Dubai night lit bright by PSL debut
Shahid Afridi looked anxious as he stepped out of the team bus in the early evening light of Thursday. And why not - this was a special occasion in his career. Not just his. The inaugural Pakistan Super League was about to begin. All of Pakistan was waiting in expectation. Afridi and Pakistan needn't have worried, though.
A couple of steps away from Afridi, a young boy was shrieking in delight. This youngster could not believe he was at arm's length from Pakistan's most popular modern-day cricketer. Such episodes are what make and sell franchise-based sport: access and intimacy with your idols, favourite players and heroes.
If there was any apprehension about whether fans would turn up at all, it was immediately forgotten as the queues started to build up four hours before the start time. By the time the five team buses snaked their way into the Dubai International Cricket Stadium, as the sun set on Dubai, there was a huge din in and around the ground.
Inside, the stadium had descended into a choreographed darkness. Cleverly the organisers had left LED wrist bands for the fans to wear. Soon those LEDs on the wrists blinked different colours resembling the jersey colours of the five franchises. And then the music started. Like gleaming ocean waters on a full-moon night, those LEDs on the wrists and the empty seats danced dazzlingly.
It was an electric atmosphere by now, with the 26,000 capacity stadium 60% full. And the din inside had already made those waiting outside eager and anxious. Like avid movie-goers, no one wanted to miss even the trailers. Boys, girls, teenagers, men, women, grandparents, families, parents pushing pushchairs, fathers swaddling babies... everyone made their way to their seats, keen to see the spectacle.
Franchise cricket encourages loyalty towards your team and, as the five captains lead their contingents onto the ground, the crowd reserved their loudest cheers for their respective regions. Shoaib Malik and Misbah-ul-Haq got handsome cheers from the crowds as they led the Karachi Kings and Islamabad United out, but the loudest, craziest shrieks were reserved for Pehshawar Zalmi. Afridi, who entered the ground with his trademark star-pose, waved both hands to acknowledge the support of his fans.
The crowd erupted once again when the "world boss" Chris Gayle joined his Jamaican countryman Sean Paul, the rapper, on the stage, along with fellow Caribbean players in the league - Dwayne Bravo and Darren Sammy - to shake a leg. Even the rock called Misbah moved rhythmically as he clapped and nodded his head as Pakistani singer Ali Zafar sang the PSL's anthem - Ab Khel Ke Dikha (Show Me How You Play).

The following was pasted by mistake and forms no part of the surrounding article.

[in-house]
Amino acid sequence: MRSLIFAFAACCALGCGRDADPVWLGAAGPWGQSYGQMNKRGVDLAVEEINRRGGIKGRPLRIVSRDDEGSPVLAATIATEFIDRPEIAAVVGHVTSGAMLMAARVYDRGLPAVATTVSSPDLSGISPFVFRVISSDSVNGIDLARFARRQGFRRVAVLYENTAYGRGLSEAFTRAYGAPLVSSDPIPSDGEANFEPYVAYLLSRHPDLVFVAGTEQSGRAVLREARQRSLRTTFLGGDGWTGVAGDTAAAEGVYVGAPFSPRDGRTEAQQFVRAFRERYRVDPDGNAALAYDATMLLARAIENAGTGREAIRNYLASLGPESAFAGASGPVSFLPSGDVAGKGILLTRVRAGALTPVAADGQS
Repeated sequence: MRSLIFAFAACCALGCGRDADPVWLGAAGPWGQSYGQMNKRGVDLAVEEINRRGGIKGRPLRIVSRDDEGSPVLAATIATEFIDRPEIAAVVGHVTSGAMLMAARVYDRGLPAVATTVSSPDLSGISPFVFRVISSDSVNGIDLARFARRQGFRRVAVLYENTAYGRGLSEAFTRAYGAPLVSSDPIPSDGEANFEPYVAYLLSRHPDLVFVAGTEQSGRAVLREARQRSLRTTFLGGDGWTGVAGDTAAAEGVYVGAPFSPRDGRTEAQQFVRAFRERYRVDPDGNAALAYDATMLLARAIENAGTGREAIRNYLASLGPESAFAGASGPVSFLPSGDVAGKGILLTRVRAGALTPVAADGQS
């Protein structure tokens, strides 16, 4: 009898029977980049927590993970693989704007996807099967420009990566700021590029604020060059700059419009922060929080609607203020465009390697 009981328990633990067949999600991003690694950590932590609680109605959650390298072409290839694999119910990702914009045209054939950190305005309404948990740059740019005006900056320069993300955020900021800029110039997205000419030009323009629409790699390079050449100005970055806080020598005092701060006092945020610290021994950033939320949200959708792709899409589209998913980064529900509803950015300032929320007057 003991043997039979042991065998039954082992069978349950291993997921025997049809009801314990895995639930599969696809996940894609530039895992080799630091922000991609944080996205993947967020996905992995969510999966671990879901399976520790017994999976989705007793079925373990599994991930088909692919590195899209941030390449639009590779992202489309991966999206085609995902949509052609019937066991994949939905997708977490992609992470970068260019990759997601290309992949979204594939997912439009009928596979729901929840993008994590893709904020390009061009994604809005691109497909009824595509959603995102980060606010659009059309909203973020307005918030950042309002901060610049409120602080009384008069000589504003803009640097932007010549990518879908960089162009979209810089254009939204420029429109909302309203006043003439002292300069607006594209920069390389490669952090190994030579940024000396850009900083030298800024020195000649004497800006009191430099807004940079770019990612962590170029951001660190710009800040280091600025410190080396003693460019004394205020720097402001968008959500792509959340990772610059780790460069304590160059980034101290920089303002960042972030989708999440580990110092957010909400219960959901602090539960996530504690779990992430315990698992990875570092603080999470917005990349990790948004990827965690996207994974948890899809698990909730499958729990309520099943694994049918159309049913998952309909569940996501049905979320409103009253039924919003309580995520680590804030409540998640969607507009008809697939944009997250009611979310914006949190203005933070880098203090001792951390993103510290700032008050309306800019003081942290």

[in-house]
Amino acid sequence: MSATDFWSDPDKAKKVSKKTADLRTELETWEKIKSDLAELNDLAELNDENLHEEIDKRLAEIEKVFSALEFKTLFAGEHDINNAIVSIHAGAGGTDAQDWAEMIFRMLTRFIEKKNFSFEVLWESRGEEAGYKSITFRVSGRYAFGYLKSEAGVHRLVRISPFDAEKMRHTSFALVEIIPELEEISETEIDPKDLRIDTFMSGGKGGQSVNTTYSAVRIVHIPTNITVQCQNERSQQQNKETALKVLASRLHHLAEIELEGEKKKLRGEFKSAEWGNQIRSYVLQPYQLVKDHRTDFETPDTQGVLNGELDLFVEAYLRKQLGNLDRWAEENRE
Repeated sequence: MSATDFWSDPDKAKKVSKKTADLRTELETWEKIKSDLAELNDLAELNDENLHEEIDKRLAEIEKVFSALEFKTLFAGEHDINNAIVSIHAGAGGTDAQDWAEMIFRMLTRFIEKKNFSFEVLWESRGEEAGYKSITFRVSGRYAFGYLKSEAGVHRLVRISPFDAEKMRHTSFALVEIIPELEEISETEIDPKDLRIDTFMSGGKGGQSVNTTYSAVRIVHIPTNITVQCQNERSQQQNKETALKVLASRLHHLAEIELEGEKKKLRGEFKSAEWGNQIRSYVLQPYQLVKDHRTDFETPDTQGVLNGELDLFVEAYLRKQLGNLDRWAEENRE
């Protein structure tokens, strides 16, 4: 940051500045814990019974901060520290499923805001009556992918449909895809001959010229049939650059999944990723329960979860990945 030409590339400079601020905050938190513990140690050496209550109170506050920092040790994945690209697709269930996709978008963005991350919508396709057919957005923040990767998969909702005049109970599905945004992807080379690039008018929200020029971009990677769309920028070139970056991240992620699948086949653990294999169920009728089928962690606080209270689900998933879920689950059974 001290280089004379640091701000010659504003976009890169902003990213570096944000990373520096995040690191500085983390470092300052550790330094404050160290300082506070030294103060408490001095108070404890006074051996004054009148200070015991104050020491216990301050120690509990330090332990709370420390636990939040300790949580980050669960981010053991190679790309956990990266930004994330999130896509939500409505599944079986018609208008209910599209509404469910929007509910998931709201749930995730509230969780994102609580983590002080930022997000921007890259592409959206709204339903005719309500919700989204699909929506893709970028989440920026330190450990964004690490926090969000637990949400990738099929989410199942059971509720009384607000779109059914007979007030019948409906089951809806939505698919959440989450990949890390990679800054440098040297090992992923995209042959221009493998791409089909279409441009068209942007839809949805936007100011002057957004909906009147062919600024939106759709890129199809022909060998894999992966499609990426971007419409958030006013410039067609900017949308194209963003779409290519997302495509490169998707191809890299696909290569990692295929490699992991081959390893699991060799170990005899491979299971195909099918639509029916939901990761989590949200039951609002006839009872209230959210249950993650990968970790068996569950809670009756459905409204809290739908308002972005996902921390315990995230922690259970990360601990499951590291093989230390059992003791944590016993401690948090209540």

Among the crowd was a special set of 146 that had been flown in on Thursday by Javed Afridi, Zalmi's owner. The group comprised students and teachers of the Army Public School in Peshawar, which had been attacked by the Taliban in 2014. Lead by their teachers and the school principal, the students - dressed in their school attire - enjoyed the evening out.
According to the school coordinator, Zalmi's gesture was bigger than just benevolence. Sport is a great healer and the for the young minds who had witnessed the brutal attacks on their friends from close quarters, being part of a festive atmosphere like the PSL could have a significant and positive impact psychologically.
The PSL has been a longstanding dream for Pakistan cricketers. At the trophy unveiling on Wednesday afternoon, the tension was palpable on the faces of all five captains. Forced to play cricket away from their home, forced to sit out of the IPL, both the players and their fans have been left hungry and frustrated.
Salman Sarwar Butt, one of the main architects of the PSL, told the five franchises during an address on the eve of the tournament that he and his management team had done all the hard work. "'Now it was for you guys to go and fight hard. We have done what we could.' I told them it was in their hands to make PSL a success," Butt says.
He might have just said: Ab khel ke dikha.
Nagraj Gollapudi is an assistant editor at ESPNcricinfo